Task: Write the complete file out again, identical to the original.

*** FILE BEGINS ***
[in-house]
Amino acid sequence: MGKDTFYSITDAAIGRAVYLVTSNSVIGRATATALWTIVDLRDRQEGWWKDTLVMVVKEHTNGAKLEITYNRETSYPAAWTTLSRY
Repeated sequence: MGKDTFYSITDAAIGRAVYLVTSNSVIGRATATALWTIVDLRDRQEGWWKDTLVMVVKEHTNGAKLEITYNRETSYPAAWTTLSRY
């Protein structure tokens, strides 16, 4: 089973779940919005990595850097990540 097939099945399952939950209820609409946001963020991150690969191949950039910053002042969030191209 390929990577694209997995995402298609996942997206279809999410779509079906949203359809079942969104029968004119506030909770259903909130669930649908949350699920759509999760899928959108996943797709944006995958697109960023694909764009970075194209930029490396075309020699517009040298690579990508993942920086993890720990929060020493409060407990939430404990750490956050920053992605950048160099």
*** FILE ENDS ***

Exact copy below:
[in-house]
Amino acid sequence: MGKDTFYSITDAAIGRAVYLVTSNSVIGRATATALWTIVDLRDRQEGWWKDTLVMVVKEHTNGAKLEITYNRETSYPAAWTTLSRY
Repeated sequence: MGKDTFYSITDAAIGRAVYLVTSNSVIGRATATALWTIVDLRDRQEGWWKDTLVMVVKEHTNGAKLEITYNRETSYPAAWTTLSRY
């Protein structure tokens, strides 16, 4: 089973779940919005990595850097990540 097939099945399952939950209820609409946001963020991150690969191949950039910053002042969030191209 390929990577694209997995995402298609996942997206279809999410779509079906949203359809079942969104029968004119506030909770259903909130669930649908949350699920759509999760899928959108996943797709944006995958697109960023694909764009970075194209930029490396075309020699517009040298690579990508993942920086993890720990929060020493409060407990939430404990750490956050920053992605950048160099």